When did you first encounter poetry? How did you discover you wanted to write poems?
Children encounter poetry quite naturally through nursery rhymes and schoolyard games. As a child, those rhymes are full of rules and rule-breaking, magic and play. Poetry has always held an emotional energy and intensity for me as a reader, so often helping me process and understand feelings and events that I struggled with. As early as I can remember, I knew I wanted to write and inspire that same kind of reaction in others one day. I have been fortunate enough to have family, friends, and teachers who encouraged me and, as a child, I was frequently printing and binding my own makeshift books in the hopes of becoming a published author.
Do you have a writing routine? A favorite time or place to write?
While I greatly admire writers who keep to a structured routine, I have never been able to do so myself. Instead, I write more sporadically—on impulse—and tend to write my best work during the night. The night fosters dreams and the best state for writing is, I find, when one is half awake and half dreaming. There’s also a certain freedom that comes with writing at a time when others are sleeping. The hours are yours and yours alone to do with as you will. I write well in this state of solitude, without the presence of other minds.
Where do your poems most often come from—an image, a sound, a phrase, an idea?
My first impulse for writing poems always stems from an image or a series of images, unfolding in much the same way a dream does. Sometimes, I turn this image over in my mind for a week or a month before the shape of the poem appears. At other times, the entire structure of the poem is quite clear to me, almost instantly. Only when I can see the structure of the poem—its beginning, ending, and general shape—do I begin writing. My first draft often gets written in one night, while revision can, of course, take much longer.
Which writers (living or dead) do you feel have influenced you the most?
When I first started writing, I was greatly influenced by the Confessionalists, and the idea of poetry as confession has always remained vital to my work. In more recent years, I’ve been inspired by the work of W.G. Sebald, Jean Valentine, Claudia Rankine, and particularly the work of other Asian and Asian American writers such Jane Wong, Jenny Xie, Melody S. Gee, Jenny Qi, Rajiv Mohabir, to name a few.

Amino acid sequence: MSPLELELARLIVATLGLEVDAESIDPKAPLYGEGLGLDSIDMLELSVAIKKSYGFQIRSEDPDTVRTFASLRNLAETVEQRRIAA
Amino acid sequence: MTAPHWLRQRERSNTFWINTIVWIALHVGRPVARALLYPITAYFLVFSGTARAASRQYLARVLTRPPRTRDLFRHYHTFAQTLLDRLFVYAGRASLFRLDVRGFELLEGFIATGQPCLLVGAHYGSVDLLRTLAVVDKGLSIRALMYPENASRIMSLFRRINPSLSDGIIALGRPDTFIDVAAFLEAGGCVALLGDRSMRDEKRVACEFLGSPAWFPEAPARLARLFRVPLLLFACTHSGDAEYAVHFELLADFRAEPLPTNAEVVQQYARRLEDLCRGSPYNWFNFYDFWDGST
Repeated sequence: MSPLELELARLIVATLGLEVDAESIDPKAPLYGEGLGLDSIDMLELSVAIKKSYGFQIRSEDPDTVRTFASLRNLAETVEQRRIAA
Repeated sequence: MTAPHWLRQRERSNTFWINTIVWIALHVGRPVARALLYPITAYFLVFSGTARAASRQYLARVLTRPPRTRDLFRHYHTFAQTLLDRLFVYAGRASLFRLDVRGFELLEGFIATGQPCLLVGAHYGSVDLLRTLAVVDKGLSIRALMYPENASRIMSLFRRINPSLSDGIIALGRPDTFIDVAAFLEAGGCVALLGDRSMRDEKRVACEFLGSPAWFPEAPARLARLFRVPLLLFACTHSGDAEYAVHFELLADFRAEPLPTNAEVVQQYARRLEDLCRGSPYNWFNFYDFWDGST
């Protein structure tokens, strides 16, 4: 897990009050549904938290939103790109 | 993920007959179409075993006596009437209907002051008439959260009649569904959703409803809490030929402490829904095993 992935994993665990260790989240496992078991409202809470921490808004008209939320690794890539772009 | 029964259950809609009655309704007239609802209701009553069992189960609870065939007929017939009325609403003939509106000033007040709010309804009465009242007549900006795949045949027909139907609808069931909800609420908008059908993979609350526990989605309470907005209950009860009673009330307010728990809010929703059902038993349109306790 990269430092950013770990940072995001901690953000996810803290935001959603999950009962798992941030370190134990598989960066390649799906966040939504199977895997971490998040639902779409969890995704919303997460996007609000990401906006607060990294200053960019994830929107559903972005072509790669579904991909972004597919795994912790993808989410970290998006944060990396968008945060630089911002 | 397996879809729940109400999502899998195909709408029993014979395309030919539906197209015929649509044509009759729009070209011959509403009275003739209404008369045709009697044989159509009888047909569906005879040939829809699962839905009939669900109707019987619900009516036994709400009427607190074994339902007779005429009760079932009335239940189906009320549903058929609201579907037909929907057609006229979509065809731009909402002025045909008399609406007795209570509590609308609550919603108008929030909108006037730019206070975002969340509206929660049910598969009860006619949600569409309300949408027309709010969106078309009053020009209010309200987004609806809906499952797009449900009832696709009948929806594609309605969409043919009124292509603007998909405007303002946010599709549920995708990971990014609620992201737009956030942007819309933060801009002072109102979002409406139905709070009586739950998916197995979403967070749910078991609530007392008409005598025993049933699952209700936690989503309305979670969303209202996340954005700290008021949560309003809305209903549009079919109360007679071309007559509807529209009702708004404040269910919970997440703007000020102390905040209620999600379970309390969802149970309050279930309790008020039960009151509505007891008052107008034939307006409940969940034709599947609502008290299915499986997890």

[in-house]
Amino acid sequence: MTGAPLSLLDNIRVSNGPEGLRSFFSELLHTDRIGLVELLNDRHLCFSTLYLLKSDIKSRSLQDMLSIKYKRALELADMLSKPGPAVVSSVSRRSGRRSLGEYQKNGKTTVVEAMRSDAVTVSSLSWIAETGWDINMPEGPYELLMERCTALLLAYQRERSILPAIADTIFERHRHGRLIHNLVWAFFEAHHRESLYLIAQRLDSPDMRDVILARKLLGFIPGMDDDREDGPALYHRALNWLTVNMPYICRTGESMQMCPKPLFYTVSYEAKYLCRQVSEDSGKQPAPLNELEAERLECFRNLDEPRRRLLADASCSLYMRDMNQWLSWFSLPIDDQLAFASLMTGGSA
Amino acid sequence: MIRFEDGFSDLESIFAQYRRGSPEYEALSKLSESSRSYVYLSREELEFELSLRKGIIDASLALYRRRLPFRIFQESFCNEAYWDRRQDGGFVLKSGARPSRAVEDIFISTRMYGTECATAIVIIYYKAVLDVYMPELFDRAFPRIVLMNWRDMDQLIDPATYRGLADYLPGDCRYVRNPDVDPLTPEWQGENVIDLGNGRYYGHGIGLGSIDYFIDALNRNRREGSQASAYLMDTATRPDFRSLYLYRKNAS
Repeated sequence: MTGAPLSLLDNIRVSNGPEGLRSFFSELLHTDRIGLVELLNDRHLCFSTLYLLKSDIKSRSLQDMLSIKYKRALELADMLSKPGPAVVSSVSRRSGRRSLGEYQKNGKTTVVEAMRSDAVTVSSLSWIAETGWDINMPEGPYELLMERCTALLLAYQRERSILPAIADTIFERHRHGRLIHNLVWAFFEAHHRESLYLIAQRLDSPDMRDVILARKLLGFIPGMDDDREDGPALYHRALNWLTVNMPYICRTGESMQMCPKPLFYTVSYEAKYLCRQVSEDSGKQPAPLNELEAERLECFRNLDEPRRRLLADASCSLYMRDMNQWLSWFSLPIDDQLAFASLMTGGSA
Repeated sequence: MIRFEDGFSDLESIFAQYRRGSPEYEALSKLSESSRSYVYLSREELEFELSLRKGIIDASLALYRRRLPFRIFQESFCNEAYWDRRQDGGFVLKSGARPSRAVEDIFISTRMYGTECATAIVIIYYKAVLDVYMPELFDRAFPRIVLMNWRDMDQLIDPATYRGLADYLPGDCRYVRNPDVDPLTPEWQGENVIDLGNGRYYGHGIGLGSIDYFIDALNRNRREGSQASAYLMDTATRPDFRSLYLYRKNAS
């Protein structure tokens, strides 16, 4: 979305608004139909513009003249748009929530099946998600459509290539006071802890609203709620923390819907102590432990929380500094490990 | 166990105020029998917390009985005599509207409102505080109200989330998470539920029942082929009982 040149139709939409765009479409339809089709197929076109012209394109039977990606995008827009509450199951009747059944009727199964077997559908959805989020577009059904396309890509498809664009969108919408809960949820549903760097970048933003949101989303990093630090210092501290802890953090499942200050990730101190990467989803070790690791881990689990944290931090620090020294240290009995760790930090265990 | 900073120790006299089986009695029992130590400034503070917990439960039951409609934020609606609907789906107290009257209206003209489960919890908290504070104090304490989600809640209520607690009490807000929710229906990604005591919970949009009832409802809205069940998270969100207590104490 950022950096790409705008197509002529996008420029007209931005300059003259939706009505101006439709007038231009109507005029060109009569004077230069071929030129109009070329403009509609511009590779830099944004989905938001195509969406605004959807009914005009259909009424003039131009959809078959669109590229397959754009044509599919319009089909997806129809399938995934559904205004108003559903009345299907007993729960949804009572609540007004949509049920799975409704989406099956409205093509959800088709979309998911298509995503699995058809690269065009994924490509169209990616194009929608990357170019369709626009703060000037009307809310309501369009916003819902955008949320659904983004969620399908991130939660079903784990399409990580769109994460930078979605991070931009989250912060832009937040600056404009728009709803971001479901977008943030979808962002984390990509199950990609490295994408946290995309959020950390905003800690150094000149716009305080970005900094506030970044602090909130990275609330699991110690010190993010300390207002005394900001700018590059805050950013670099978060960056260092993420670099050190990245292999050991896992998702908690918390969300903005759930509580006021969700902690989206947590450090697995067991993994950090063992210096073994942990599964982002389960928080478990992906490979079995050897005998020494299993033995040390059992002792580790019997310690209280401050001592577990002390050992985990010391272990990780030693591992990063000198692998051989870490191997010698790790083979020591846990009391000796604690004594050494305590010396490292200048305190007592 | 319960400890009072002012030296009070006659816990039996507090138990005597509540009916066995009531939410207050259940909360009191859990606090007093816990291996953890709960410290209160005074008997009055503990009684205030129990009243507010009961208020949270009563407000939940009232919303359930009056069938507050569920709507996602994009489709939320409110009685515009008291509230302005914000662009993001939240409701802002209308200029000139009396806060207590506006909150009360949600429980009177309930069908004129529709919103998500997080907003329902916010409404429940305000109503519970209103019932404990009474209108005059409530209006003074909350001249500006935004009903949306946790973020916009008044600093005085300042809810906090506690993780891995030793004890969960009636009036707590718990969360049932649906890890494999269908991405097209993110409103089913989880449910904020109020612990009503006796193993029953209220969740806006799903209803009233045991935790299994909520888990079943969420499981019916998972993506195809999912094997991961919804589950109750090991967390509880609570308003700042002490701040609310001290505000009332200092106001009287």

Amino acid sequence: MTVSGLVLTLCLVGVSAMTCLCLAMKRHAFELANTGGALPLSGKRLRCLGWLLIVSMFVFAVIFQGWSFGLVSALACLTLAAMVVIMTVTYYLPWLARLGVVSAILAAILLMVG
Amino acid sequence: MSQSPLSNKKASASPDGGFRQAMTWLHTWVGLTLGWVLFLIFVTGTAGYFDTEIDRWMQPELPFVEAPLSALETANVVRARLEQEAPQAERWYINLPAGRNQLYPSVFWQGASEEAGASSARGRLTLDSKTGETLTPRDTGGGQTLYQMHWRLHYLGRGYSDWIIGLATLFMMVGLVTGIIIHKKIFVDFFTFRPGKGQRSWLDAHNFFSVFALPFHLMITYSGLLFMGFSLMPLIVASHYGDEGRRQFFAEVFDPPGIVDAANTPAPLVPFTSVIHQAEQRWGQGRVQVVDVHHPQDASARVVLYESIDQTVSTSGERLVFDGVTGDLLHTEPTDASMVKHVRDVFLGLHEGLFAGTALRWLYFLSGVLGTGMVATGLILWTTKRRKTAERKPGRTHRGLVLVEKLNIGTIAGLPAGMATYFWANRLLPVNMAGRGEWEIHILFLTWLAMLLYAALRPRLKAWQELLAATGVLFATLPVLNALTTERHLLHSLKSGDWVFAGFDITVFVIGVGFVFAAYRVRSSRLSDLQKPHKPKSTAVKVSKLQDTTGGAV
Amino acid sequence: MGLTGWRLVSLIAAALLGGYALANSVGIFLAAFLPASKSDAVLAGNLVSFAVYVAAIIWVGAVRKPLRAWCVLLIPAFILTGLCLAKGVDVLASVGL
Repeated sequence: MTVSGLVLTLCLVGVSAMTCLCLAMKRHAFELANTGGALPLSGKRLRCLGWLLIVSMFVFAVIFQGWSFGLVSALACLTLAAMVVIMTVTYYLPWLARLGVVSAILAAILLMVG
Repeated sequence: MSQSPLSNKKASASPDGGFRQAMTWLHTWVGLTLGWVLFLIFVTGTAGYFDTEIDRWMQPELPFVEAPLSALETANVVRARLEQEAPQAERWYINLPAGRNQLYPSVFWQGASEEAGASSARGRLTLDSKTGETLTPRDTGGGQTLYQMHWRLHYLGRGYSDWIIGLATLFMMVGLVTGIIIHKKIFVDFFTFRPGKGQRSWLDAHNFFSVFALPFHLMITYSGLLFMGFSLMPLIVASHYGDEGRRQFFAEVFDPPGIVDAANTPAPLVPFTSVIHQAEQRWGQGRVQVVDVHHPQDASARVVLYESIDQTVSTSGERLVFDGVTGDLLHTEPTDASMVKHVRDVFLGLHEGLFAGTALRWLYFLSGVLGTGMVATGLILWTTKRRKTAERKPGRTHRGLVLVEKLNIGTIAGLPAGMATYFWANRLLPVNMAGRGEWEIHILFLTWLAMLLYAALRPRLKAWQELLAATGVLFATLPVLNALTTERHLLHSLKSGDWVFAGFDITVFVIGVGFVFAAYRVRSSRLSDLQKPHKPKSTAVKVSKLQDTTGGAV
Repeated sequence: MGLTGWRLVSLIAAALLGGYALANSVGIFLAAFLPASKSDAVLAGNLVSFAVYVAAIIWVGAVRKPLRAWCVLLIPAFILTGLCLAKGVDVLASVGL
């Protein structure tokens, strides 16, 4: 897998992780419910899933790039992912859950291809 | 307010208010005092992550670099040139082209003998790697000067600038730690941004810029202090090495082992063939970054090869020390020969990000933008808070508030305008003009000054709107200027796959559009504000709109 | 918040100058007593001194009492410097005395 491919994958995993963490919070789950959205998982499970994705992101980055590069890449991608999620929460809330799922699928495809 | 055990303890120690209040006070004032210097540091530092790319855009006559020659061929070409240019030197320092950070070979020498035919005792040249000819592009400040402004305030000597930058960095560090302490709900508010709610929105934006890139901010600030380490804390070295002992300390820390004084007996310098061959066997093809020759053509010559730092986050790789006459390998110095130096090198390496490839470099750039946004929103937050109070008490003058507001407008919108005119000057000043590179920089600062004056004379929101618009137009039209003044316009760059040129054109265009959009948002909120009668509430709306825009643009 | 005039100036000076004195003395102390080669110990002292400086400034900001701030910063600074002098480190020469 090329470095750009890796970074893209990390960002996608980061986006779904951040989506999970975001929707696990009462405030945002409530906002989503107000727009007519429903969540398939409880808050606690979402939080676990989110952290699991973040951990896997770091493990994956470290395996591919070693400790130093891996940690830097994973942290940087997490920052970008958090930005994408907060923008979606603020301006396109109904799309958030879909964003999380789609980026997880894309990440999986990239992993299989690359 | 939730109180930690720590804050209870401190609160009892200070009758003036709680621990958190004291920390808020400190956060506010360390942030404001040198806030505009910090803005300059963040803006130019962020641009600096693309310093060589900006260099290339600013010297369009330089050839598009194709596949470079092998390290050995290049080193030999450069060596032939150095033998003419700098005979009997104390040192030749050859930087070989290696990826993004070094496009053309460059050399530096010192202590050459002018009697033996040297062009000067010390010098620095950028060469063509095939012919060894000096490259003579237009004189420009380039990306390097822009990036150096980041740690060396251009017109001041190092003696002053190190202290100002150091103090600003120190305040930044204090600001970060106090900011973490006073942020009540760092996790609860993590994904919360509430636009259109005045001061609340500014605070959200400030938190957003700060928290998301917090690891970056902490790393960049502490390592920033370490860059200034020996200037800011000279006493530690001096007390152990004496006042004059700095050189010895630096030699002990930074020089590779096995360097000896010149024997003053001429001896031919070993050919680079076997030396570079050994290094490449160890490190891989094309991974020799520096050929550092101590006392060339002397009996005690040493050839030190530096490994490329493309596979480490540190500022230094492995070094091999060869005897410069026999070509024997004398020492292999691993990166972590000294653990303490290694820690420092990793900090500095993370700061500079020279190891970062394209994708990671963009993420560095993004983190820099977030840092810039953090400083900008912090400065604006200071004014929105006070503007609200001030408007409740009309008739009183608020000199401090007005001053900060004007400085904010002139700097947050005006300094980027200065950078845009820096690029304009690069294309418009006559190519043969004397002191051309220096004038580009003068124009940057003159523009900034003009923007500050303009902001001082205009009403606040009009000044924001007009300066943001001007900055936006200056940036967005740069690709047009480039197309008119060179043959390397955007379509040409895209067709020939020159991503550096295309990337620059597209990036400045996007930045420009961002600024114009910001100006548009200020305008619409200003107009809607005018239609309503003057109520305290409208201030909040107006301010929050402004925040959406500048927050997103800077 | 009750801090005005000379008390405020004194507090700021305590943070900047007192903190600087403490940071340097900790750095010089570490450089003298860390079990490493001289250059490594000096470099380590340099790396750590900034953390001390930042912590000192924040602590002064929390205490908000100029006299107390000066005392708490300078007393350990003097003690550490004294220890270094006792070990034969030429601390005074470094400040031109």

Tell us a little bit about your new collection: what’s the significance of the title? Are there over-arching themes? What was the process of assembling it? Was is a project book?
I see each poem in the collection as an unearthing and confrontation of memory and identity. We unearth what has been buried and hidden away, and my “unearthings” are examinations of the uncomfortable. Three major threads are interwoven in my book – family and inheritance, the evolution of a relationship, and my identity as an Asian American woman and writer. I worked on my manuscript for the three years I was in an MFA program at Syracuse for poetry. At the end of those three years, my advisor Brooks Haxton and I laid out each poem on the floor and we began moving them around, seeing how the poems fit against another. The process of assembling a book was similar in some ways to writing a poem. Beginning at one point, ending at another, and hoping along the way to surprise and delight a reader.
Read an excerpt from her book here:
Grandma wondered as I cut her hair
if I would mourn her when she died.
On the television, a discordant chorus
of weeping girls
crowded around a white,
She doesn’t believe in the afterlife,
only the proper rites.
Mother thinks we will be born again.
She does not wish to linger
in ceremonies, the grave.
She says that we will
But Yama, receiving souls of the dead
in his judgment hall,
says we must forget
our past lives.
He measures out
the punishment that is our due:
twenty, forty, maybe
a hundred years
is needed before we can be
colorless and new.
Grandma emerges from the shower.
By now the girls have quieted. A man
is selling scissors.
I dry her with the towel. First her hair,
dove grey with strands of white.
Her neck, her shoulders and their brown
diabetic patches. Her spine,
its milky yellow curve and, at the base,
one faded purple mole.
She lifts one breast and then the other
for me to dry. They have stretched over the years
to her stomach, the skin thinner
than rice paper.
The long veins
in each breast
a surfacing blue
so clear it will take more
than a hundred years to forget.
Wendy Chen is the author of Unearthings (Tavern Books) and editor of Figure 1 (thefigureone.com), an online poetry journal featuring work from new and underrepresented voices. Her work has appeared in Crazyhorse, Rattle, A Public Space, and elsewhere. Chen is the recipient of the Academy of American Poets Most Promising Young Poet Prize, and fellowships from the Kimmel Harding Nelson Center and the Barbara Deming Memorial Fund. She has been featured in the Culture Trip as one of “10 Young American Poets Changing the Face of Poetry.” For more, follow her on Twitter @wendychenart or visit wendychenart.com.